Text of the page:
The Sunday Telegraph (Sydney) - Body and Soul - - B + S -

Re­mem­ber when you were a kid and fell asleep at the same time ev­ery night? You might want to start do­ing that again. A US study has re­vealed that peo­ple who sleep and wake at ir­reg­u­lar times weigh more, are more likely to be stressed and de­pressed, have higher blood sugar and pres­sure, and are more at risk of heart at­tack.

The next step is to fig­ure out if sleep is the cause or ef­fect. “From our study, we can’t con­clude that sleep ir­reg­u­lar­ity re­sults in health risks, or whether health con­di­tions af­fect sleep,” ex­plains lead au­thor, Dr Jes­sica Lunsford-Avery, from the Duke Univer­sity School of Medicine. “Per­haps there’s some­thing about obe­sity that dis­rupts sleep reg­u­lar­ity ... per­haps poor sleep in­ter­feres with me­tab­o­lism, which can lead to weight gain.”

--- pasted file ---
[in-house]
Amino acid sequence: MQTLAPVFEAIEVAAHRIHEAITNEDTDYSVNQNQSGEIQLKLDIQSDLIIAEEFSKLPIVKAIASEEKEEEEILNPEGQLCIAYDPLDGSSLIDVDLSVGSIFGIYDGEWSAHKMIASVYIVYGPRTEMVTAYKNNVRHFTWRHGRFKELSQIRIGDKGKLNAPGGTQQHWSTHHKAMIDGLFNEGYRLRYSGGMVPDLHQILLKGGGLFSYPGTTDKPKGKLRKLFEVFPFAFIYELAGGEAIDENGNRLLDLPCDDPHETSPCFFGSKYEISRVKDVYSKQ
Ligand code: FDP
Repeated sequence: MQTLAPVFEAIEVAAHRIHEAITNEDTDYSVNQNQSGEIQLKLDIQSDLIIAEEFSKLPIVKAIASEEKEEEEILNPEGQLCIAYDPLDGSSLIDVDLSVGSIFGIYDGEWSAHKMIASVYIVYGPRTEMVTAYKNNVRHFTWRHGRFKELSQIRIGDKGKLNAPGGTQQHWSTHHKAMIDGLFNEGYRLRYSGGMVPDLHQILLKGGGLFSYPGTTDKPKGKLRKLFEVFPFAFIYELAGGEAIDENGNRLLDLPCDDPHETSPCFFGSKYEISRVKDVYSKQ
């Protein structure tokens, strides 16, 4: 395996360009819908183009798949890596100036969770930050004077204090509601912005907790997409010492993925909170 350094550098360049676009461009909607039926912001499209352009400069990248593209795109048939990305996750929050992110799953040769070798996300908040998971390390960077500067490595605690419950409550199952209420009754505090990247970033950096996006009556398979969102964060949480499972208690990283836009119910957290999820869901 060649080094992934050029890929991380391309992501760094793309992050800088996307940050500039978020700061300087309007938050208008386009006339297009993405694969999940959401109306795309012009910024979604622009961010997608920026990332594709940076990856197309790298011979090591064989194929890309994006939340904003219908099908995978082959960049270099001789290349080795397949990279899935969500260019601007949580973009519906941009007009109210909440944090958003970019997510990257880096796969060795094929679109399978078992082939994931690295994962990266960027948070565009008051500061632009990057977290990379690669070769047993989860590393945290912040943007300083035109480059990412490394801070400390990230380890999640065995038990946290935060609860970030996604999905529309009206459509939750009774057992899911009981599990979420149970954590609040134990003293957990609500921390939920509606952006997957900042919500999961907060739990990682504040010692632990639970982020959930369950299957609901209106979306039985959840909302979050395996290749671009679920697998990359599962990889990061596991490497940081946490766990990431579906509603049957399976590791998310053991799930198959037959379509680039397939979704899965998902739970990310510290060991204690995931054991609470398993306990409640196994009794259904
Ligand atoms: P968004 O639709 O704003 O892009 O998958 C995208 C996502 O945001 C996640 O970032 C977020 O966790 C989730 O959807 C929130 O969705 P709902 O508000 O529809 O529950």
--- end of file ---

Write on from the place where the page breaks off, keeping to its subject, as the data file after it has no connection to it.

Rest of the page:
While more re­search is needed, the find­ings sug­gest that track­ing sleep reg­u­lar­ity could help in pre­dict­ing some­one’s risk of heart and meta­bolic dis­ease. That’s got to be worth an early night!

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